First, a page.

Awww, isn’t that cute.

My dog knows where the treats are.  He opens the kitchen cabinet, gets his treats, opens the box, and eats his fill. I will admit, he hasn’t quite grasped the idea that cleaning up after himself might be to his advantage. At the least, as I keep explaining to him, it would buy him some time before being found out. I had to put childproof locks on drawers and doors and everything in between to foil my cat, the ne’er-do-well, who is apparently a master locksmith and can open any barrier placed in front of her.  So long as she wants whatever is behind it, that is.  My friend shakes her head sadly when telling me about her German Shepherd who can unlock door handles, open the door, and go into any room she likes.  Baby gates? Pfftt. It’s like you’re not even trying. Cabinets and drawers and off-limit rooms are nothing to these animals, so while I think it’s adorable that your toddler can find the pretzels, I am holding my applause for now.

Don’t get me wrong, I know kids are smart.  Heck, I’ve had two kids raise and train me perfectly.  I just think it’s funny when over-effusive parents boast about ordinary milestones in a completely unironic way.  “Look, she’s only 144 months old and she can recite the alphabet!”

Yeah, Lois, very nice.  Can you hold the cat while I call the vet?  She opened my locked bedroom door, climbed a ladder, cracked my wall safe, and got into the treats that I thought were for sure out of reach this time.  And let me know if you’ve seen the dog, my car keys are missing, and I think he drove down the street to see that damn poodle. Again.

Don’t even get me started on that horse next door who keeps blowing the whistle on my trips to the refrigerator at night; I never should have gotten him binoculars for Christmas.

 

Sticking to Beauty

It’s unbelievable the lengths someone will go to for the sake of vanity.  Case in point?  This lady happily taping her neck to hide her throat wrinkles and wattles.

The inventor of this medical-grade neck wrinkle tape is no stranger to the beauty scene; she gave us the lip plumper (an adult lollipop with no flavors, basically).  She is apparently a grandmother of three at the age of sixty, so there’s that.

No offense to this beautiful lady, but there is no way this tape would work for me.  I superglue my fingers together every time I try to fix a vase, so I can’t imagine trying to tape my neck wattles in the back.

First, you know as well as I do that I would end up taping my hair to my neck.  Doesn’t matter how carefully I pull it back, it will end up taped to my shirt, my face, the mirror, and my dog.  And while this tape may not work on neck skin, I guarantee it will stick to anything and everything else. That’s just a given.

Second, I am well aware of my own luck.  The tape would blow out half-way through a presentation at work, setting my epic folds free in a glorious explosion of skin and fat … I can see the slow-motion capture on YouTube now.  My peers would be utterly transfixed and fascinated by my waving wattles; they couldn’t possibly be expected to take me seriously after that. The tape, under the super pressure I’d need to rein in my wrinkles, would slingshot across the room, taking out a few coffee cups on the way and smacking the new CEO square in the forehead.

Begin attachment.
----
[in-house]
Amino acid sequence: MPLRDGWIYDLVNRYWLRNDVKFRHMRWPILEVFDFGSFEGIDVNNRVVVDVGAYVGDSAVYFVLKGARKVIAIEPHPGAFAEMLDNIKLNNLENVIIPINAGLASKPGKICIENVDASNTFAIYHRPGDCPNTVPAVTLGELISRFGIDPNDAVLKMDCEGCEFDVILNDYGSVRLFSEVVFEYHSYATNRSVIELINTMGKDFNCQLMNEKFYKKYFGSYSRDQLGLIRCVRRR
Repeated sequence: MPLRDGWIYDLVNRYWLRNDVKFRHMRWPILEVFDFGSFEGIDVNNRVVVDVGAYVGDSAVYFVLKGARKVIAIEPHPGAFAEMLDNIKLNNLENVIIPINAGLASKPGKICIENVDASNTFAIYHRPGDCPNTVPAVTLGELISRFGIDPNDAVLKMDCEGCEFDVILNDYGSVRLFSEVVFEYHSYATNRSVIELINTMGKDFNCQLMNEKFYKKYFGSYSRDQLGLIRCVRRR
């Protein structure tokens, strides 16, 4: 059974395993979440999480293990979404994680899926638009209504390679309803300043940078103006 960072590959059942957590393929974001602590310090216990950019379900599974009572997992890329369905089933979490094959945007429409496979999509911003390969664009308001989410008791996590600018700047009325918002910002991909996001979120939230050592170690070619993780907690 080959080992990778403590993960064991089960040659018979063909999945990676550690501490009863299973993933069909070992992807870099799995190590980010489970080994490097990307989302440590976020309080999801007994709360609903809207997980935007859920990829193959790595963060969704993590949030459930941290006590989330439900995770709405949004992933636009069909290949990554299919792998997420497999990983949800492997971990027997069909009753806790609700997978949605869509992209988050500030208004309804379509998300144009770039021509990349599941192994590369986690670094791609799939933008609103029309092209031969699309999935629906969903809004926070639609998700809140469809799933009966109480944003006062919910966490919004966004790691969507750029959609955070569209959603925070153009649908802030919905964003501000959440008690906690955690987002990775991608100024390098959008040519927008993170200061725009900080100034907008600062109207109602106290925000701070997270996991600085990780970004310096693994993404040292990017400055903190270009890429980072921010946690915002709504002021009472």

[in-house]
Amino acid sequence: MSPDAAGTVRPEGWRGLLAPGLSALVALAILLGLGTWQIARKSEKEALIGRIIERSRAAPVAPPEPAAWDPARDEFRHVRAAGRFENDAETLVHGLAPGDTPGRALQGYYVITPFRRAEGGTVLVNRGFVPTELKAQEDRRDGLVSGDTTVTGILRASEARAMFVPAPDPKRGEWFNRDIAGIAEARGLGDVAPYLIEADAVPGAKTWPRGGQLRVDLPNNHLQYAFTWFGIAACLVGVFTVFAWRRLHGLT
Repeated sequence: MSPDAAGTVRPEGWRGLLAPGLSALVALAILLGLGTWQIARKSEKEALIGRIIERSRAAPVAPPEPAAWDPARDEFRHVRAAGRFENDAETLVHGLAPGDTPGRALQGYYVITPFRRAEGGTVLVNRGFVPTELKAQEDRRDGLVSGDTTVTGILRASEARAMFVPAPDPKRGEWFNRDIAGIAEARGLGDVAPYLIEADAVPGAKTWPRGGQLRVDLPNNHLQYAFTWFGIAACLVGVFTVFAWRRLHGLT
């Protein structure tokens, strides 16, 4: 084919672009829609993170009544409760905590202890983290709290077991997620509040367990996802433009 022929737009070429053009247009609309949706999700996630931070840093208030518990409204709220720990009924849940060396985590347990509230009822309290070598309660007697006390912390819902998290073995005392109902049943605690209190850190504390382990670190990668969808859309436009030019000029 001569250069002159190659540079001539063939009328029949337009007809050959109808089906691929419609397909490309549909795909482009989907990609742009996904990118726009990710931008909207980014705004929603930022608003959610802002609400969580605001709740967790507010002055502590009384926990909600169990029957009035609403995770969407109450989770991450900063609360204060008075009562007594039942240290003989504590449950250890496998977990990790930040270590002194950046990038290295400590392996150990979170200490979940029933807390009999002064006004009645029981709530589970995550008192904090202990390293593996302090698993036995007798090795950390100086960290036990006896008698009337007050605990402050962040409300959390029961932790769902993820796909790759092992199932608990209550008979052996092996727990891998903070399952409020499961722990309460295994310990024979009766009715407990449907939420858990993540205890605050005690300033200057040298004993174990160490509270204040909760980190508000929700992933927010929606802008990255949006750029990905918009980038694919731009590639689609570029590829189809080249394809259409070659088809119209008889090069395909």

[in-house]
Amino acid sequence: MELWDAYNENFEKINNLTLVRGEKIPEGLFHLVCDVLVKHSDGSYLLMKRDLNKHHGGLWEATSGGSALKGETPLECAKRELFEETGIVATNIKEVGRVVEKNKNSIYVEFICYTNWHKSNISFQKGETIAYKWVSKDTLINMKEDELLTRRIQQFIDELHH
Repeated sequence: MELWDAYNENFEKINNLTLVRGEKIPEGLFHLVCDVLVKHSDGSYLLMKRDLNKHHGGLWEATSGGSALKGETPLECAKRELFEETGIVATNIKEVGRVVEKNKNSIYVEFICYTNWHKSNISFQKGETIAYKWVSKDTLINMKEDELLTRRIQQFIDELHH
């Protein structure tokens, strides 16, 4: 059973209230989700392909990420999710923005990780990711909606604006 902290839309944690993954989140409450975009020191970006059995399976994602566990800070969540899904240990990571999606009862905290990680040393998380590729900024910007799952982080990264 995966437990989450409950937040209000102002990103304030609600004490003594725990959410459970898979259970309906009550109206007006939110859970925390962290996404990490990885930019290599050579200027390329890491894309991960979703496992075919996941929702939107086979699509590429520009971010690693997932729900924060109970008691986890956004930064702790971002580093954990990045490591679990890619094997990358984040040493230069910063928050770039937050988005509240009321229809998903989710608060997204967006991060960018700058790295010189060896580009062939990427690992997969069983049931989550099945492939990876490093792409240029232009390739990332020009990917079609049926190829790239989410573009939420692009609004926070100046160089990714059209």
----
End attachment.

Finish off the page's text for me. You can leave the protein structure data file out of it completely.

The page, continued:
Look, I’m all about women doing whatever they need to do to feel better about themselves, but neck tape?  Please, ladies, just say no to neck tape.

I agree that our necks can make us look much older than we are, so I proudly introduce my own invention:  wattle staples.  These can be used in any common stapler, and they aren’t just for neck wrinkles!  Got sagging boobs?  Staple ‘em.  Droopy butt?  Staple it!  And those obnoxious butterfly wings under your arms?  Staple those, too.  I have a staple for everything!  Defy your age, and gravity, by Stapling It! You know, I really should be on Shark Tank with all of my fantastic ideas. I’ve got entrepreneur stapled written all over my face.

OK, so the concept of taping your neck is actually not a new one. There are lots of other brands and uses, too.  Many stars have been taping body parts for years.  I applaud them for not going under the knife, but I am disappointed that they are setting the example for us common folk that aging is unnatural and evil.  It’s not.  I’ve earned every wrinkle, crease, and droop on my gloriously imperfect body. And so have you.

Come on, I mean, we have fake nails, fake boobs, fake butts, fake eyelashes, and even fake hair; now, we have neck tape to complete the package?  Yes, feeling good about yourself is important, but why aren’t we happy with ourselves to begin with?

I blame media for setting unrealistic beauty goals for women. Aging stars are displayed in all of their perfection, looking half their age, as beautiful and timeless as money can buy.  And make no mistake, money does buy youth.  Age-defying stars and models probably spend more money on time-stopping surgeries than most of us will ever invest in mortgages. Even those stars who want to age gracefully are often victims of post-photo shoot airbrushing because the editor of so-and-so magazine decided they didn’t want a naturally aging woman on their cover. God forbid. Hell, even those stars who are already flawless are routinely airbrushed to create a next-level completely unattainable vision of youth and beauty.